Earlier this week, as the latest set of ONS employment data led ministers to proclaim the long-awaited return of real wages growth, the Financial Times noted that “not everything about working in the UK is rosy. More people than ever have minimum wage jobs, [and] work can be insecure.”
Indeed it can. While stronger than predicted job creation has been what the FT calls “the surprise hit of the past four years,” that has largely been fuelled by a rise in temporary and insecure work. And, as the National Gallery’s move to privatise its staff illustrates, this change in the nature of work is not confined to new jobs.
Such casualisation of the labour market brings many dangers, not least if you are trying to balance work with caring responsibilities, and especially if you are a pregnant woman or new mother. A major inquiry by the Equality & Human Rights Commission, due to report in March, seems set to confirm the conclusion of reports by Maternity Action (Overdue) and the TUC (The Pregnancy Test) that unlawful pregnancy and maternity discrimination is now more common in UK workplaces than ever before.
It is also harder than ever for women to challenge such discrimination: the supply of free legal advice has been decimated by funding cuts and the abolition of almost all civil legal aid. And, since July 2013, upfront fees of up to £1,200 to pursue an employment tribunal claim for sex or pregnancy discrimination have had a devastating impact on women’s access to justice.
Bringing a tribunal claim has always been a daunting challenge for pregnant women and new mothers: the odds are stacked against them at a time when they need to protect their own and their baby’s health, and when any savings are at a premium. But the introduction of hefty tribunal fees has only served to further deter women with well-founded claims from taking legal action.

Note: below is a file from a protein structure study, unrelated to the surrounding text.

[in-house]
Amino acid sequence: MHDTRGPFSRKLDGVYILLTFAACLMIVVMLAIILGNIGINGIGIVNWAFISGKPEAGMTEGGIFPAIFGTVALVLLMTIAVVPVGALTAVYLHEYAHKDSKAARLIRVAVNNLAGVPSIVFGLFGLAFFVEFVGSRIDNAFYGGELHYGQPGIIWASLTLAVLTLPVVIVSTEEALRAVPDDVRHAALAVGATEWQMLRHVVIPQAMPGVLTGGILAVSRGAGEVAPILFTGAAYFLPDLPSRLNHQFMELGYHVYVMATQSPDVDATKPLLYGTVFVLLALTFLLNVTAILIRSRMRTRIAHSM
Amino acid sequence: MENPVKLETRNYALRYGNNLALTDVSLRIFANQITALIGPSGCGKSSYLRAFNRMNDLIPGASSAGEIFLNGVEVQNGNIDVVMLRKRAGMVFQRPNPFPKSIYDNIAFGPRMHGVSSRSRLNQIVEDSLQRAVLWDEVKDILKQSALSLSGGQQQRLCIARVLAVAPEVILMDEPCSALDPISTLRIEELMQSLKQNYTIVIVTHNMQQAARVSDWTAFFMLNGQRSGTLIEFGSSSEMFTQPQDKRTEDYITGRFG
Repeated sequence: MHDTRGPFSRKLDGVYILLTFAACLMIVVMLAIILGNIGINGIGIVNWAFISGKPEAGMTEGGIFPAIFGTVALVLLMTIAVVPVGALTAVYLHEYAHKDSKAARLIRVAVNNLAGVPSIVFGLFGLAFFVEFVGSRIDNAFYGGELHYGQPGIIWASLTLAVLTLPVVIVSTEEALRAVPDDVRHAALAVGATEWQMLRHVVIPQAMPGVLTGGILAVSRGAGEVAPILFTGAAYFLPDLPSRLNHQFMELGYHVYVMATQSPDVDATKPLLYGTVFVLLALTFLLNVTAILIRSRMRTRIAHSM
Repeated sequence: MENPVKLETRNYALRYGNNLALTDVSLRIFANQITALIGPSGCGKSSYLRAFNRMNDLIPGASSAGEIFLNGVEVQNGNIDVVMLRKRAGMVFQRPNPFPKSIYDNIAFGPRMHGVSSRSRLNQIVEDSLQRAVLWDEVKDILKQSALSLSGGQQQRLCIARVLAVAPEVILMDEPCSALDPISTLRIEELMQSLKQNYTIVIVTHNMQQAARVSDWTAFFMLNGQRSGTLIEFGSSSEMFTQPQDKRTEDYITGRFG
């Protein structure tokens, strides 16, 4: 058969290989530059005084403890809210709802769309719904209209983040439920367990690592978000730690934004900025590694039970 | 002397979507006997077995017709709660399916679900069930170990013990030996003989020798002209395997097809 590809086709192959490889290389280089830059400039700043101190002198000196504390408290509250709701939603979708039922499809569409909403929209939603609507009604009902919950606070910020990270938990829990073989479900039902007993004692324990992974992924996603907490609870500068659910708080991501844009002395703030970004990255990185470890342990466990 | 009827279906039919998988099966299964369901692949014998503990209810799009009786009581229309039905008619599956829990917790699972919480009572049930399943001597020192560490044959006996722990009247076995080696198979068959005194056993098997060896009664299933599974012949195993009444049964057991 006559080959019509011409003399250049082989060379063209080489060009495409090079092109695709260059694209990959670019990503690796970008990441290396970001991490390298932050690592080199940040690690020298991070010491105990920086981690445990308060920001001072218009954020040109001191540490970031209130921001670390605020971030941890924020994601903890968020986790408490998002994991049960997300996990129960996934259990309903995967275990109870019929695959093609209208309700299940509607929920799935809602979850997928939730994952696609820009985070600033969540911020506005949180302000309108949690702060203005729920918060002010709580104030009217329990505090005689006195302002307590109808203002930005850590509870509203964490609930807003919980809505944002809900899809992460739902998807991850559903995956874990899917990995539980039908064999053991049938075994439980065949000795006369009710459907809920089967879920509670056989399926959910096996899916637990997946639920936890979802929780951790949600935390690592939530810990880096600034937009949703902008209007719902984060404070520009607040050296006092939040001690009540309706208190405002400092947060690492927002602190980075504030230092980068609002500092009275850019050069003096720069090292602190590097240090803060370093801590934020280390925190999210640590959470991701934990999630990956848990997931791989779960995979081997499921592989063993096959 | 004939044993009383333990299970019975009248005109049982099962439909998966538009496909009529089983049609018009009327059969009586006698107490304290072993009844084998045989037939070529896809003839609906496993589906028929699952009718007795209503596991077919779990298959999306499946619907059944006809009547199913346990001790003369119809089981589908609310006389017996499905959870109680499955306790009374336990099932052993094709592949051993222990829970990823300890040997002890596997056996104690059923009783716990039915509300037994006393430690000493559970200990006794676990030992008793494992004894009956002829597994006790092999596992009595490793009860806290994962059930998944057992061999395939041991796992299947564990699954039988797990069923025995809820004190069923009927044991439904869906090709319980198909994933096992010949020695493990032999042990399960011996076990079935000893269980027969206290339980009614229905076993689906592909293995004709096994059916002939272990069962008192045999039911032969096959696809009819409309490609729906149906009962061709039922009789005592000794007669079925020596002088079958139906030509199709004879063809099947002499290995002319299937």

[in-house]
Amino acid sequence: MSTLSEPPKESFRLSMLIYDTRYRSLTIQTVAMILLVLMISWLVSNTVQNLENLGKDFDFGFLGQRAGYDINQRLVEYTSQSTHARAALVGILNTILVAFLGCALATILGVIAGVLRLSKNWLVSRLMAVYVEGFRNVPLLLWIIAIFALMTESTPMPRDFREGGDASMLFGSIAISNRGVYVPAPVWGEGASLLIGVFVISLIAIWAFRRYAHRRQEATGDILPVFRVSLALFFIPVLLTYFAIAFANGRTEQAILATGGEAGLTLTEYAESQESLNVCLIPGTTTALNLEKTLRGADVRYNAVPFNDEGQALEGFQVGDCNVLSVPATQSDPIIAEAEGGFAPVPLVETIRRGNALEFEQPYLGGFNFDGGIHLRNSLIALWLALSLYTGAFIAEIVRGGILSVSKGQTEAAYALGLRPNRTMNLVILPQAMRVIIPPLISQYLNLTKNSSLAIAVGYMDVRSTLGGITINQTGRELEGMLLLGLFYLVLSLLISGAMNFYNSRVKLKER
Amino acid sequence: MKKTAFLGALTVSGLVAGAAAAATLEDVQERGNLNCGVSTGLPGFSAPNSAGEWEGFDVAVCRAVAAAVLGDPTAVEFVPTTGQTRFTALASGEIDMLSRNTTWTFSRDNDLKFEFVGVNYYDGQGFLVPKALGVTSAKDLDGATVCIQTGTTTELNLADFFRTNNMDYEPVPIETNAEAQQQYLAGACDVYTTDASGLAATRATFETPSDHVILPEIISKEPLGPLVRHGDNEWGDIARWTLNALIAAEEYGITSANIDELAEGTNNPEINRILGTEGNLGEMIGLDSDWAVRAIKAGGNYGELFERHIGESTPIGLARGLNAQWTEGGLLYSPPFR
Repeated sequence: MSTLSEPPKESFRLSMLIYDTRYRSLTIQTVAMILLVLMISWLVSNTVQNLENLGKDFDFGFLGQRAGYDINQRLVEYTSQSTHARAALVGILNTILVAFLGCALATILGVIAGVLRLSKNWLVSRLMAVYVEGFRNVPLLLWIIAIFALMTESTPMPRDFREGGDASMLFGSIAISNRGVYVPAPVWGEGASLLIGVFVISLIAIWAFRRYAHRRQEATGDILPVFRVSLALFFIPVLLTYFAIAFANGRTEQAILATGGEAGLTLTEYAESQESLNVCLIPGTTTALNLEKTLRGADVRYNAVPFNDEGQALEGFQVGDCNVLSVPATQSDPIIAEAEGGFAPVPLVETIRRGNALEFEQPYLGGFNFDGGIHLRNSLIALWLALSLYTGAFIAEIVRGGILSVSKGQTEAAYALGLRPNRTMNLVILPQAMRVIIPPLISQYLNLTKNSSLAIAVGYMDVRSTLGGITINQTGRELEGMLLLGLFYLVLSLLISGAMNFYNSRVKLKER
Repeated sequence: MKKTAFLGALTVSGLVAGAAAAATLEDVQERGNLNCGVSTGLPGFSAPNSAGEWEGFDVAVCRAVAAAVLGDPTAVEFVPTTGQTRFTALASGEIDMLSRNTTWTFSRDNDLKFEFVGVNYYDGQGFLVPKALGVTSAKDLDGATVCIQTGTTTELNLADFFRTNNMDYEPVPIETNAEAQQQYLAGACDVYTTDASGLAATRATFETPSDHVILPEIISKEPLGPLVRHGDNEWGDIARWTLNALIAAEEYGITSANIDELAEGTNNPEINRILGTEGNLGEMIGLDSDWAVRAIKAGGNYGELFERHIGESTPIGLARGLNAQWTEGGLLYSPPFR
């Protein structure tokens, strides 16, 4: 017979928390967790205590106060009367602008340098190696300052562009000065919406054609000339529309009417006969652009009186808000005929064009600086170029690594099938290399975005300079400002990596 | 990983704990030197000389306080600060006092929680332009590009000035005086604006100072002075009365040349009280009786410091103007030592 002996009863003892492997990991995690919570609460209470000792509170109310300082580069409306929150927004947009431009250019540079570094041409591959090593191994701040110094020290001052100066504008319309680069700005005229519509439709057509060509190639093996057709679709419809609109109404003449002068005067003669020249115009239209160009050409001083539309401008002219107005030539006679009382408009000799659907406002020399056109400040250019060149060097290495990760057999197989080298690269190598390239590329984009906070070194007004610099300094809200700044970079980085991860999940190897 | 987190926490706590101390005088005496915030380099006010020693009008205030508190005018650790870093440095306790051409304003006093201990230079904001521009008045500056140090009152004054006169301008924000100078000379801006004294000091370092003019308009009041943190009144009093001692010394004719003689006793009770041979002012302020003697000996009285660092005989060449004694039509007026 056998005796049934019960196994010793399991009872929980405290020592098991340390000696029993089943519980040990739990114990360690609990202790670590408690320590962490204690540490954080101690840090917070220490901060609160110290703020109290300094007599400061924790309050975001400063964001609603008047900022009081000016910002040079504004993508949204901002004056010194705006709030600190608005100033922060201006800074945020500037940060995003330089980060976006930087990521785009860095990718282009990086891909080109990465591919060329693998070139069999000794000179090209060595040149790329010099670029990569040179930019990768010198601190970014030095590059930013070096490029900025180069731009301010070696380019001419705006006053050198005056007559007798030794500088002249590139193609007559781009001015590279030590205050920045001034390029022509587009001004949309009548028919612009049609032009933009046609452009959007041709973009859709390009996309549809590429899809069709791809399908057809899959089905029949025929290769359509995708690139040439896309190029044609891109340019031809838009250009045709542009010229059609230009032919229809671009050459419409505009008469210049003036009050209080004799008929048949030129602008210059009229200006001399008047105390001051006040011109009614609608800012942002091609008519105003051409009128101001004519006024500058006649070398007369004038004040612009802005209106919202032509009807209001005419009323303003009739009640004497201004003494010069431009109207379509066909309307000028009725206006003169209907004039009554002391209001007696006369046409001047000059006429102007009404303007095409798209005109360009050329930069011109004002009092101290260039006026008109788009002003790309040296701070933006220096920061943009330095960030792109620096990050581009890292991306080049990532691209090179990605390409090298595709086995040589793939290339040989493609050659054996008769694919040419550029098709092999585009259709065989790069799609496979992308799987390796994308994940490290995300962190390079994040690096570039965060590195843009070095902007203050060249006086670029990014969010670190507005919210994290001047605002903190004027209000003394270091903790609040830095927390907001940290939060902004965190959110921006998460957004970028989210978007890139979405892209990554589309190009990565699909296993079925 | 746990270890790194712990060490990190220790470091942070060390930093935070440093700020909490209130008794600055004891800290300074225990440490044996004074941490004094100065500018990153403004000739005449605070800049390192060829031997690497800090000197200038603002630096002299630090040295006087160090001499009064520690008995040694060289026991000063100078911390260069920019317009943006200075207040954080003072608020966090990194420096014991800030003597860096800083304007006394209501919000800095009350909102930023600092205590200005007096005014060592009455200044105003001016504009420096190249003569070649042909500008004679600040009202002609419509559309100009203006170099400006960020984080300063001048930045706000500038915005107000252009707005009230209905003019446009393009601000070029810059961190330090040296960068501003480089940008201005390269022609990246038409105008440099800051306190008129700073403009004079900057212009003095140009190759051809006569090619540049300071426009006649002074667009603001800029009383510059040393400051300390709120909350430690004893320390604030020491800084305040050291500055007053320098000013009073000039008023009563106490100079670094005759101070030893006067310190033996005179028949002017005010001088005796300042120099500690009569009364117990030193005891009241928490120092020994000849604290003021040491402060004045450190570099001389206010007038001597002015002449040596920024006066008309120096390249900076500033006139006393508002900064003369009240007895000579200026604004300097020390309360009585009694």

The overall number of tribunal cases has fallen to one-third of its pre-fees level, and sex or pregnancy discrimination claims are down by 80 per cent. On average, each of the UK’s 1.2m employers now faces a tribunal claim just once every 58 years, and a sex or pregnancy discrimination claim just once every 330 years. This is a charter for dinosaur and rogue employers.
There is broad consensus, including the CBI, the Federation of Small Businesses and other employer groups, that the coalition government got it badly wrong on fees, and that scrapping or at least reducing the fees to a nominal level has to be a priority for the government elected in May.
The new government also needs to deliver a significant injection of funding into the specialist information and advice services women need to help protect their rights. Pregnancy and childbirth not being everyday events, awareness and understanding of the associated rights and benefits is poor. So proper legal advice and support make a huge difference to women’s experiences.
However, removing such barriers to justice will not be enough. We will not eradicate sex, pregnancy and maternity discrimination, or close the gender pay gap, while the division of responsibility for childcare between women and men remains so unequal.
Put simply, we need more shared parenting – which means more men taking parental leave. And that requires a stronger right to flexible working, as well as a better supply of good quality, part-time or otherwise flexible jobs. The next government should adopt a ‘flexible by default’ approach to job design and recruitment in the public sector – Camden Council has shown how this can be done – and encourage the private sector to follow suit.
It also requires a new national strategy on childcare, aimed at delivering universal access to good quality, affordable childcare within ten years. And ministers should consider a new legal right to a period of ‘adjustment leave’, enabling men and especially women to weather a major change or crisis in their caring responsibilities without giving up work.
As fiscally challenging as it might seem at first glance, the next government also needs to make a start on raising the ludicrously low rate at which statutory maternity and paternity leave is paid, to at least the minimum wage and, ultimately, to a living wage. Otherwise, the ‘mummy track’ will continue to be a long, dangerous and lonely road.
Richard Dunstan is a project officer at Maternity Action